My favorite part of the book is the way it shows my students that one person can take action and make change. Wangari’s determination, even going to jail to protect the trees, made a big impression on my students. At the end of each class, students clapped for Wangari’s Trees of Peace.
Wangari Maathai was born in 1940 in Kenya. After seeing the cost of deforestation in Kenya, she enlisted women to plant indigenous trees. Her Green Belt Movement resulted in the planting of over 30 million trees by 2004. Maathai won the Nobel Peace Price in 2004.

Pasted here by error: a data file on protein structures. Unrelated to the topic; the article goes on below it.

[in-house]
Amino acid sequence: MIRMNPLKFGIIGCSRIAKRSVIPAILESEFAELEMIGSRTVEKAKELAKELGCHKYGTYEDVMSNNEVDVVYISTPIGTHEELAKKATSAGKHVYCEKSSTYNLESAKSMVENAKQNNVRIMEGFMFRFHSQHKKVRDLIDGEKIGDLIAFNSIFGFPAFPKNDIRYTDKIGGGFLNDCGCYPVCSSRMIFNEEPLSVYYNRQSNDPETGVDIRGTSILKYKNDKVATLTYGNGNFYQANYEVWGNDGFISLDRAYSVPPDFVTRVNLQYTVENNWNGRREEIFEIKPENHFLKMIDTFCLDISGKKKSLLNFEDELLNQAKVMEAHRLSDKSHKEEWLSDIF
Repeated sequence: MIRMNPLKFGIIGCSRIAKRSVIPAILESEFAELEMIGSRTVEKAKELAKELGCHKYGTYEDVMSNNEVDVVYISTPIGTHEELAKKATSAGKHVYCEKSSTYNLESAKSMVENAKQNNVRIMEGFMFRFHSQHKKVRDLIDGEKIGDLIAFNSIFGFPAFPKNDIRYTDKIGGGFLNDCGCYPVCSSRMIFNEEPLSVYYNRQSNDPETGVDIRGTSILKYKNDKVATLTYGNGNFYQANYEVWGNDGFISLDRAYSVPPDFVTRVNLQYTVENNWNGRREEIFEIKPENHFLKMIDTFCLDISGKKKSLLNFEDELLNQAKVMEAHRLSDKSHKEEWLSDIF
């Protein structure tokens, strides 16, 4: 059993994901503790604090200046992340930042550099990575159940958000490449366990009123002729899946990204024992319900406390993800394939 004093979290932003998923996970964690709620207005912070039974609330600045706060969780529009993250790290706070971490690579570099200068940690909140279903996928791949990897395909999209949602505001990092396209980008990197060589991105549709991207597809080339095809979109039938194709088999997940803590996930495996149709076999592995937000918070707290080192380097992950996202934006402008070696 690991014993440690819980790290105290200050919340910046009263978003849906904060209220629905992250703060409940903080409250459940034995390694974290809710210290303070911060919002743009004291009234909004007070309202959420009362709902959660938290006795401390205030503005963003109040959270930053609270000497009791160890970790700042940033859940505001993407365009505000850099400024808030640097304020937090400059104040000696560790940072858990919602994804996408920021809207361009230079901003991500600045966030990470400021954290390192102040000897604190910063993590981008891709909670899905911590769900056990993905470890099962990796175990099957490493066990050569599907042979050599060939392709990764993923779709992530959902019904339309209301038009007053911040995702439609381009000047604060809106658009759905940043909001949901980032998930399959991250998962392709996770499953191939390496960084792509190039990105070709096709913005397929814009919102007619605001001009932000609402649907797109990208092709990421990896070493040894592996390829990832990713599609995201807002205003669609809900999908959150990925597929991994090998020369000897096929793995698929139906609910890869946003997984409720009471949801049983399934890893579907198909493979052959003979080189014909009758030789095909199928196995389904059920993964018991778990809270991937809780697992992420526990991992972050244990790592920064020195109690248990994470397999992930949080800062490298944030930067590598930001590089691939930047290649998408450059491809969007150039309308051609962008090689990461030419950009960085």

Happy Earth Day, everyone. I hope we can all make an impression on children that the Earth needs our protection not only on Earth Day but everyday.
I love looking for new books to share with my students during African-American history month. This year, I found quite a few that I really enjoyed for all ages. This book really resonated with my fourth and fifth graders.